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Making decentralization work : building local institutions in Cambodia

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dc.contributor.advisor Paul Smoke. en_US
dc.contributor.author Pagaran, Lourdes N. (Lourdes Navaro), 1957- en_US
dc.contributor.other Massachusetts Institute of Technology. Dept. of Urban Studies and Planning. en_US
dc.coverage.spatial a-cb--- en_US
dc.date.accessioned 2005-08-23T18:41:36Z
dc.date.available 2005-08-23T18:41:36Z
dc.date.issued 2000 en_US
dc.identifier.uri http://hdl.handle.net/1721.1/8258
dc.description Thesis (Ph. D.)--Massachusetts Institute of Technology, Dept. of Urban Studies and Planning, 2000. en_US
dc.description "September 2001." en_US
dc.description Includes bibliographical references (leaves 212-217). en_US
dc.description.abstract This dissertation examines the dynamics of decentralization in a highly centralized, institutionally constrained, and externally resource-dependent environment. It uses a case study of Seila, a decentralization program in Cambodia, based on extensive fieldwork from 1996 to 1999. Initiated in 1996 by UNDP, the Seila program took a different path from other rural development programs by working through established provincial and local development structures on a pilot basis in five Cambodian provinces. It provided grants to target communes and selected sector along with the introduction of decentralized systems and mechanisms and the provision of capacity building at provincial and local levels. The findings of this study suggest that the Seila program has been able to establish decentralized systems and mechanisms to deliver local services and to influence macro level policy reforms on decentralization in three ways: by a delicate balancing act between process and output, by developing capacity and institutional networking at various levels, and by gaining support of various key institutional actors including provincial and local authorities, central government, donor agencies, and NGOs. The literature on fiscal federalism and on participatory and governance focuses on the primacy of either process or output. Contrary to these views, the close links between process and output have encouraged local communities to undertake collective action and have engendered accountability and responsiveness from provincial and local authorities. en_US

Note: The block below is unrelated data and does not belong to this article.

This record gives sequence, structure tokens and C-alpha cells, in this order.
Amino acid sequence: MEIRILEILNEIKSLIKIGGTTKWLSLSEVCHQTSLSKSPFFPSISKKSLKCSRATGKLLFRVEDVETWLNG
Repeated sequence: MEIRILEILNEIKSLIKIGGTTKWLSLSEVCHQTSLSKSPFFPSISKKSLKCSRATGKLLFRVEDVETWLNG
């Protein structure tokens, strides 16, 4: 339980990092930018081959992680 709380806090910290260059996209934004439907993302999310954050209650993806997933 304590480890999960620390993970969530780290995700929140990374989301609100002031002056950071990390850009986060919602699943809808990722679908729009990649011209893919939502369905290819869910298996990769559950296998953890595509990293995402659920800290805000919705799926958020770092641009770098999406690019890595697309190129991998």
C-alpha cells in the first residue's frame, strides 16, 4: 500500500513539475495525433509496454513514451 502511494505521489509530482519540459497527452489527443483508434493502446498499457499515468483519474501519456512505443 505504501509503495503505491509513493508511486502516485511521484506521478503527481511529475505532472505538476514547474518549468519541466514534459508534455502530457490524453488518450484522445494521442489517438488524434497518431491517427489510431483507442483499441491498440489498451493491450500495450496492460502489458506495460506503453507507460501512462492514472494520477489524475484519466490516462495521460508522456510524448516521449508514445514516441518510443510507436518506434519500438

dc.description.abstract (cont.) By building capacity and developing strategic partnerships, both at horizontal and vertical structures, provincial and local development committees have effectively managed local demand. Thus, these findings confirm the emerging literature on decentralization that developing effective local governments requires wholesale capacity building and establishing a broad spectrum of support networks. The support from key institutional actors, which enabled the Seila program to sustain its field-level initiatives and to buttress them through institutional and policy backing from central government, suggests that decentralization is indeed both a political decision and outcome of consensus building among politicians and decision makers. en_US
dc.description.statementofresponsibility by Lourdes N. Pagaran. en_US
dc.format.extent 217 leaves en_US
dc.format.extent 16708414 bytes
dc.format.extent 16708174 bytes
dc.format.mimetype application/pdf
dc.format.mimetype application/pdf
dc.language.iso eng en_US
dc.publisher Massachusetts Institute of Technology en_US
dc.rights M.I.T. theses are protected by copyright. They may be viewed from this source for any purpose, but reproduction or distribution in any format is prohibited without written permission. See provided URL for inquiries about permission. en_US
dc.rights.uri http://dspace.mit.edu/handle/1721.1/7582
dc.subject Urban Studies and Planning. en_US
dc.title Making decentralization work : building local institutions in Cambodia en_US
dc.type Thesis en_US
dc.description.degree Ph.D. en_US
dc.contributor.department Massachusetts Institute of Technology. Dept. of Urban Studies and Planning. en_US
dc.identifier.oclc 50324896 en_US


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